If you can see Mt. Baker, you are part of The Experience

R2AK, the motor-free boat race up the Inside Passage, is back for a second year

A competitor in the first annual Race to Alaska in 2015. Nick Reid photo. A competitor in the first annual Race to Alaska in 2015. Nick Reid photo.

Story by Oliver Lazenby

Jake Beattie wanted to come up with a more rugged boat race that captured the spirit of marine adventure – a response or maybe a revolt against such commercial events as the America’s Cup, with its carbon fiber, corporate logos, safety gear and billionaire

boat owners.

He succeeded. Oddballs and Olympians alike competed last year in the inaugural Race to Alaska, an unsupported, motor-free boat race from Port Townsend to Ketchikan – nearly 750 miles. They raced in canoes, kayaks and sailboats ranging from high-tech foiling boats to vessels made from dumpstered materials with tarps for sails. One racer, an Alaskan woodsman, paid his $650 entrance fee in beaver pelts. (Beattie still isn’t sure what he’s going to do with the pelts.)

The race isn’t just weird; it’s also difficult. The Inside Passage between Port Townsend and Ketchikan is a puzzle of straits and channels, with tidal traps, masses of logs, shallow shoals and changing weather lurking in the maze. Eight racers dropped out in the first day and just 15 finished out of the 36 that tried to go all the way. The fastest boat arrived in Ketchikan in five days, the slowest in about 21.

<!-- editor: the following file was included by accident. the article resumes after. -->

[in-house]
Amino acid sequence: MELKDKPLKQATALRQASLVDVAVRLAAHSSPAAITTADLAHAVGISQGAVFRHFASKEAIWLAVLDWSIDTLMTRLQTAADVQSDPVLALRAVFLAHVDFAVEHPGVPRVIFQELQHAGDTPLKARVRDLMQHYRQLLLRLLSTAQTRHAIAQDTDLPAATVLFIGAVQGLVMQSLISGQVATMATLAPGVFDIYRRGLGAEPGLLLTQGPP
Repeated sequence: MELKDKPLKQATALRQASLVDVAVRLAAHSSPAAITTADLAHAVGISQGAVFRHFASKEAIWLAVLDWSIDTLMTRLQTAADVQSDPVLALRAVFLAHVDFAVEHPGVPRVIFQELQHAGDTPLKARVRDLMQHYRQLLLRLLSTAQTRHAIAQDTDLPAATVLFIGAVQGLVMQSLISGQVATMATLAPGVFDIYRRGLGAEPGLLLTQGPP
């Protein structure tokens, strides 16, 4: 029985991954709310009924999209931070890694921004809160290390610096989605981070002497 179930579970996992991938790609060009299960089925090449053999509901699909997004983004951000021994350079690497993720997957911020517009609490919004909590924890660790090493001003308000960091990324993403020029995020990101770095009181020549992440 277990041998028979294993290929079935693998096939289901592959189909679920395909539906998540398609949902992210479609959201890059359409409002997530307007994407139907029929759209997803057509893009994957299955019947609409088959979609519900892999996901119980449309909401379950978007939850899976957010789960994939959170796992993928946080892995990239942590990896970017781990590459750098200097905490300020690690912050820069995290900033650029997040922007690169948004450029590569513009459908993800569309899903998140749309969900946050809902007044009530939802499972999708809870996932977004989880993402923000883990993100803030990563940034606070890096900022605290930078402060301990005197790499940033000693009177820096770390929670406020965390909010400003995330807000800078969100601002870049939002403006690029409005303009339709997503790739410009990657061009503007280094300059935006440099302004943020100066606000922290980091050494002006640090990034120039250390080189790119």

Racers will set sail on the second Race to Alaska on June 23, 2016. The race is basically unchanged, but more teams are signed up and race organizers specifically challenged billionaire Larry Ellison’s Team Oracle USA, previous America’s Cup winners, to enter. Despite setting up a hotline just for Ellison, they haven’t heard back,

Local racers include teams from Orcas Island, San Juan Island, Anacortes and Port Townsend. Follow along at www.r2ak.com. First place wins $10,000, second place gets a set of steak knives. x